With mariachi music blaring in the background, President Carter toured the remote village of Ixtlilco el Grande today after more than three hours of talks here with Mexican President Jose Lopez Portillo in the morning.

"I think things are going very well," Carter told reporters, when asked if he was concerned about the low-keyed reception he received here yesterday or Lopez Portillo's hard-edged remarks about the future of U.S.-Mexican relations.

He said Lopez Portillo will hold a press conference Friday and predicted that the Mexican president would have "very favorable" comments about the outcome of the talks.

U.S. officials said the results of the talks would be made public Friday, after the president delivers an address to a joint session of the Mexican Congress. Mexican officials also said the talks had been "cordial" and "very good sessions."

It remained unclear whether any progress was made this morning over energy questions, perhaps the key item on the agenda. Mexico hopes to use its oil riches in part to build a more equal relationship with the United States but there are key differences over such questions as pricing and supply.

This afternoon, as Carter toured outlying agriculture facilities, a senior White House official, who asked not to be named, briefed reporters on the talks in a scene filled with the incongruity that often marks U.S. Mexican relations.

Dressed in a dark, three-piece, pinstriped suit, the official sat on the concrete steps of a store near the town square. Two young children, and occasionally their parents, peered out of a door as the official talked of the Mexico City discussions.

They were on bilateral issues, he said, with energy the largest single agenda item. The official said the two presidents also discussed trade, Mexican economic development several areas of possible cooperation and immigration.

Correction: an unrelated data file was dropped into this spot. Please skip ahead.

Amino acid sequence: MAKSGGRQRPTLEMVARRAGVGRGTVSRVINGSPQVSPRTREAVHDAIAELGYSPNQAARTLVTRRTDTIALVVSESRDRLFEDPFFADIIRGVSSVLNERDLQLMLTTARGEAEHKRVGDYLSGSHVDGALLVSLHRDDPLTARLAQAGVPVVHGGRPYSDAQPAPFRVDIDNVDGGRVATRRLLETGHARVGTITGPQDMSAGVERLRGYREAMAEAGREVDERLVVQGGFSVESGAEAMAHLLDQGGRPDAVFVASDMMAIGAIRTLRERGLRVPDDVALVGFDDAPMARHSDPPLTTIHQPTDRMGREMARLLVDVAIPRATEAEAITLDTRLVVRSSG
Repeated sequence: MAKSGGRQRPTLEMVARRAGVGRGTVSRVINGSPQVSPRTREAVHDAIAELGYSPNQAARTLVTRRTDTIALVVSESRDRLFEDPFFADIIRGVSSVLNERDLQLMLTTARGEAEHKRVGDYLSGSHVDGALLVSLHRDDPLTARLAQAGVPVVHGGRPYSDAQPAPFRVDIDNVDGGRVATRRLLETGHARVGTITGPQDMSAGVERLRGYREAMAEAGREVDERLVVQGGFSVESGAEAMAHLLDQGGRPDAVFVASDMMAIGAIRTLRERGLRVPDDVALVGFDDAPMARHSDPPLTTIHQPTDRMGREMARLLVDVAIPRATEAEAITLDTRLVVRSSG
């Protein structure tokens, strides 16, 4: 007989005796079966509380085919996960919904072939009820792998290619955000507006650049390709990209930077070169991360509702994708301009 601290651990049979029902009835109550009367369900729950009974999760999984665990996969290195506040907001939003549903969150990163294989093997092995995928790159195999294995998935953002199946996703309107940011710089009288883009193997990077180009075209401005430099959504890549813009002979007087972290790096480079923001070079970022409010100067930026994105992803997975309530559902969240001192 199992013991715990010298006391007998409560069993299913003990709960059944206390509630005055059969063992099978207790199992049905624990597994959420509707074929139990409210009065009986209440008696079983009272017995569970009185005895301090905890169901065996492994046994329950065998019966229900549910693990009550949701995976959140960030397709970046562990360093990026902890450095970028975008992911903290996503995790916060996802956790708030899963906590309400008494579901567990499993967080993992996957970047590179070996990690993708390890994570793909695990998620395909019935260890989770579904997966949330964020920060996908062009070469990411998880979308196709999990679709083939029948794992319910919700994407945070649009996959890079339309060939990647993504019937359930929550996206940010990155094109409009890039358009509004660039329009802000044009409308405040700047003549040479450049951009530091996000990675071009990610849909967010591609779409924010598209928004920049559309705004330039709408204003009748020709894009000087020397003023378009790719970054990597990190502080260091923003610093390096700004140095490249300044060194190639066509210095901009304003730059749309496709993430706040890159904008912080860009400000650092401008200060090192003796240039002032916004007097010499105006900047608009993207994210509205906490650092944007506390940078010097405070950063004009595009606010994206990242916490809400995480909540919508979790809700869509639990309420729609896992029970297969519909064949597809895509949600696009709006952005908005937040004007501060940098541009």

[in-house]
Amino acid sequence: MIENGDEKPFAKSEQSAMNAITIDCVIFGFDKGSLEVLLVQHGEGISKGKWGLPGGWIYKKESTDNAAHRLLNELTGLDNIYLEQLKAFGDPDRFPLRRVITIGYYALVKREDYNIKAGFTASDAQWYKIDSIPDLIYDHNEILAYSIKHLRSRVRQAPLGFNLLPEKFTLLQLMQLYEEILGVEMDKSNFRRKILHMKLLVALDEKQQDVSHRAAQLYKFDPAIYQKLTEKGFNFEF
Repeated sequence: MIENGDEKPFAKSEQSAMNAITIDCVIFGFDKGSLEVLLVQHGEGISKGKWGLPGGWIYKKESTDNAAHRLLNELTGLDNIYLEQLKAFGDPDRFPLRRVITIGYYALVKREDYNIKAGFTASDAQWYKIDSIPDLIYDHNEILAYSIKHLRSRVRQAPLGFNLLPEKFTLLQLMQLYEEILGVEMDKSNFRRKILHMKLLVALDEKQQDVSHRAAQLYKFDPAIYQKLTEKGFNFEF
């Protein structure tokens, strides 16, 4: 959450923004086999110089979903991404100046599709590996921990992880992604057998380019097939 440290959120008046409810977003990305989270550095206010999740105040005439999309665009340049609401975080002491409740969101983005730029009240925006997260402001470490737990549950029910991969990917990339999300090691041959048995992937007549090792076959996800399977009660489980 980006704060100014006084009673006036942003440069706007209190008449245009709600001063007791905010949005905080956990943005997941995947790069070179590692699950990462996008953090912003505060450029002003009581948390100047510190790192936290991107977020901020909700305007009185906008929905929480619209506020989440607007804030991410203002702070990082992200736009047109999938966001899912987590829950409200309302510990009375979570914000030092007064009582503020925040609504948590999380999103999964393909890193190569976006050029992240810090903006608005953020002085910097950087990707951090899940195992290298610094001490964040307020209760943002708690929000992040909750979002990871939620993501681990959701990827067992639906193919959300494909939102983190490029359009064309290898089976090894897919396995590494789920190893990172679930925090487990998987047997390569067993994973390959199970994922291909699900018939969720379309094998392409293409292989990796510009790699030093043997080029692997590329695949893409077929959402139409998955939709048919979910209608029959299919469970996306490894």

"There was no attempt to pretend that we have not had and still don't have differences over the issue," the official said of the energy discussion.

He also said that neither leader proposed an overall solution to one of the key issues -- the flood of Mexican illegal aliens into the United States in search of work.

In some ways, Ixtlilco el Grande is a symbol of a possible long-range solution. The village is a showcase of an ambitious, government-sponsored rura-development program that Mexican officials hope eventually will slow the migration of rural people to Mexico's overcrowded cities and to the United States.

But until there are more jobs at home, Mexican officials see the flight of the unemployed to the United States as a saftey value on social unrest and have little interest in slowing it.

The president flew by helicopter 70 miles south from Mexico City across rugged mountain terrain. Ixtlilco, which is said to mean "where the one with the black eyes is," is in an arid, rocky mountain valley in the heart of what was once the stronghold of Emiliano Zapata, the Mexican revolutionary leader of the early 20th century.

Carter's visit to the village was the visual highlight of his 48-hour Mexican stay and most of the town's 3,500 residents turned out to see him, breaking into applause when he came into view.

Accompanied by his wife, Rosalynn, the president enthusiastically shook hands with dozens of people before sitting down for a lunch of locally prepared food. Carter visited a swine production facility, an irrigation project and a first grade classroom before returning to Mexico City.